The Arts & Writers School and Community Coffee House was last night. It’s the culmination of a week of electives and workshops held at the school with a variety of local and guest artists. In the gallery space was the artwork the kids had produced throughout the week in classrooms, on the lakeshore, in canoes. In the main theatre area the performing arts presentations were queued up.

Fiona was among a couple of dozen students who chose to read some writing to the assembled crowd of parents and community members. She was strangely comfortable, perhaps even eager, in the spotlight. She introduced her piece casually with a couple of leading comments, and then read it clearly and expressively, pausing perfectly before the last line which brought closure and more than a few appreciative chuckles.

Then she headed to the lighting booth. I’m not sure exactly why she was asked to be the lighting technician for the high school play. Likely it was because in addition to her strong work ethic and ability to focus in chaotic situations, she was the one elementary student who was both well known to the theatre coaches and not assigned to particular full-time school classroom. Anyway, she had been commandeered on the final day of the theatre workshop to do lighting for the play. Armed with a copy of the script and lighting directions she managed the console, dimming and flooding, flickering, switching between full-stage illumination and a fixed spotlight. One of the theatre coaches helped by providing a bit of prompting but mostly he was too busy with the actors and Fiona worked on her own. She did a great job!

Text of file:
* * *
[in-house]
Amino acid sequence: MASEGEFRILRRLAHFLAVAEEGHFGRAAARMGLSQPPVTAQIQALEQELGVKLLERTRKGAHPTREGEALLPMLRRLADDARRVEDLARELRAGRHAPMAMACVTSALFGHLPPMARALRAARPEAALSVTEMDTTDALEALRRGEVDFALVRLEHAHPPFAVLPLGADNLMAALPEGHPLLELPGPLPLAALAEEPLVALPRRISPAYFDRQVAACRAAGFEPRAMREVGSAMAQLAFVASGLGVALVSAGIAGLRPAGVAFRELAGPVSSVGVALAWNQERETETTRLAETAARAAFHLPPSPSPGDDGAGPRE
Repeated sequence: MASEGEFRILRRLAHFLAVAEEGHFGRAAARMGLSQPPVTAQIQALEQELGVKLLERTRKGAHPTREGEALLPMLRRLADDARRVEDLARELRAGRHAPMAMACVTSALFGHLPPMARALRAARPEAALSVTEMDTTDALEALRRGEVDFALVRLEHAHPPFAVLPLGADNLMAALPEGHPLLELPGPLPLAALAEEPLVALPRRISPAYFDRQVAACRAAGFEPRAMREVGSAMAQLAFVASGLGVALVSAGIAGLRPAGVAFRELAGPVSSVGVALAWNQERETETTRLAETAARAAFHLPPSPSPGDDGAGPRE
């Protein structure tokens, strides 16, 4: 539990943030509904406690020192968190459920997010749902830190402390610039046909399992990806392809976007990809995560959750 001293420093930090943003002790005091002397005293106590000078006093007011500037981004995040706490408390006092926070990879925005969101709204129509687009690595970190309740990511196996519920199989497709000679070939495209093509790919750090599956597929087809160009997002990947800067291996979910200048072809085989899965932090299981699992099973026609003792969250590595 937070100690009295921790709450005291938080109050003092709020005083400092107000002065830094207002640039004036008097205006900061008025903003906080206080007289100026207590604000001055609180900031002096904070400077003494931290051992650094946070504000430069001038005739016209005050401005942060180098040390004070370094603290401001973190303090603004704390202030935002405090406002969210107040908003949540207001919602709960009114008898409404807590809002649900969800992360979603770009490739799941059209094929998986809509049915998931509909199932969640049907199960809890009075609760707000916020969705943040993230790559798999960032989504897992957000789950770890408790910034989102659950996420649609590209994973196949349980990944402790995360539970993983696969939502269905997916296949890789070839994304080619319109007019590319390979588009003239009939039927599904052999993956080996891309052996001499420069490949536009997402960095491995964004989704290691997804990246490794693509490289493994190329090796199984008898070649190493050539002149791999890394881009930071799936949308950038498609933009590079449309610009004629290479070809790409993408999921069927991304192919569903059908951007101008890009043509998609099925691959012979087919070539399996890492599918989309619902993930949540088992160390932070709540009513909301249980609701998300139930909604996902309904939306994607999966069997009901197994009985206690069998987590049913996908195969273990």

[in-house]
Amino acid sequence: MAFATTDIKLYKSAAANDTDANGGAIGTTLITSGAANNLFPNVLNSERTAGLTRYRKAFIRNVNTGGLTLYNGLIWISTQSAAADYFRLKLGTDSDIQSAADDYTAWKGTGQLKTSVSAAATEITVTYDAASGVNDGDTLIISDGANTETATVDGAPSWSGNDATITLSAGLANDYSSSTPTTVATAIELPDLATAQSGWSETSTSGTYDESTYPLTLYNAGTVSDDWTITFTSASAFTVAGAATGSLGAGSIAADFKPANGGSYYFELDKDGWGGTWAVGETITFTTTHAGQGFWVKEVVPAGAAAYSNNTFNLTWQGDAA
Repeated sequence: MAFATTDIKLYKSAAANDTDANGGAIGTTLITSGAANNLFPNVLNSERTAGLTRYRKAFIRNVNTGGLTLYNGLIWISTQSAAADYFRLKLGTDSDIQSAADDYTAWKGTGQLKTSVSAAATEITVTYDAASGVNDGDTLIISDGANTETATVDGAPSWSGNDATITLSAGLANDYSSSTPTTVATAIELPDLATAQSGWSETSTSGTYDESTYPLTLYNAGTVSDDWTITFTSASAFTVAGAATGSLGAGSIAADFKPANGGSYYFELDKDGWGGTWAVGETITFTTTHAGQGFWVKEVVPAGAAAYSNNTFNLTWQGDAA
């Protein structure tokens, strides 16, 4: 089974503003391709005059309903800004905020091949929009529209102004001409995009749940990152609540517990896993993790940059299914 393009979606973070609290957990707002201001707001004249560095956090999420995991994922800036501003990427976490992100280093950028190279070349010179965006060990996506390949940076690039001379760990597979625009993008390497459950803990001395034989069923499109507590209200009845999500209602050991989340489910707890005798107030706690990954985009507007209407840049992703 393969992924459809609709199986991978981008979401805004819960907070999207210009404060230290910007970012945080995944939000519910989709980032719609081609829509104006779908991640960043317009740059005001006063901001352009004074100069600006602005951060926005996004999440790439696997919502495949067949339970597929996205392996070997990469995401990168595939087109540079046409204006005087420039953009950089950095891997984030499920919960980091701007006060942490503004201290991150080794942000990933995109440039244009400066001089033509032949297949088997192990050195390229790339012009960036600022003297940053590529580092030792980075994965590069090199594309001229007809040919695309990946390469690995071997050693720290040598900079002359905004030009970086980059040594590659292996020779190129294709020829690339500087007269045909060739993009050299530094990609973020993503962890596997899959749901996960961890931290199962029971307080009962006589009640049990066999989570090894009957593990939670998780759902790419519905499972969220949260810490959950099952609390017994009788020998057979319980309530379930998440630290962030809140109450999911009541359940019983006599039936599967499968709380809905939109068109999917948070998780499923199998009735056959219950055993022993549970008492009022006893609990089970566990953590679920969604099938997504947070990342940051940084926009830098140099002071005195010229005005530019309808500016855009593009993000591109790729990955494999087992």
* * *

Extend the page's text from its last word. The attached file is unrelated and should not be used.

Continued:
She was with the school kids for about three full days this week. Except for the last day with the high schoolers she was with the combined Grade 2/3/4/5 classrooms. She really enjoyed herself, but mostly for the reasons that had little to do with the other kids or the sense of being “in school.” She connected beautifully with the adult mentors, and loved many of the activities. She loved the feeling of having a schedule and being busy, juggling a variety of activities, being a little independent person not part of a herd, who could get herself places and look after herself without adult shepherding. On the other side she was able to see some of the challenges of school: the early nights and mornings of tired rushing, the disruptive immature behaviour that cropped up repeatedly even amongst kids considerably older than herself, the brusqueness and judgmentalism of a couple of the adults at the school, the weird pseudo-maturity of young children trying to emulate teenagers, and the fact that school is a haven for contagious viruses, resulting in an inevitable nasty cold for her by day 5.

I think Fiona would really enjoy attending a school that suited her. For this past week, our local school with its flexible multi-age enrichment activities has suited her well. But I think it also became clear to her from this little glimpse that “regular school” here would not be a good fit for her. And I agree, so it’s all good.

Fiona reads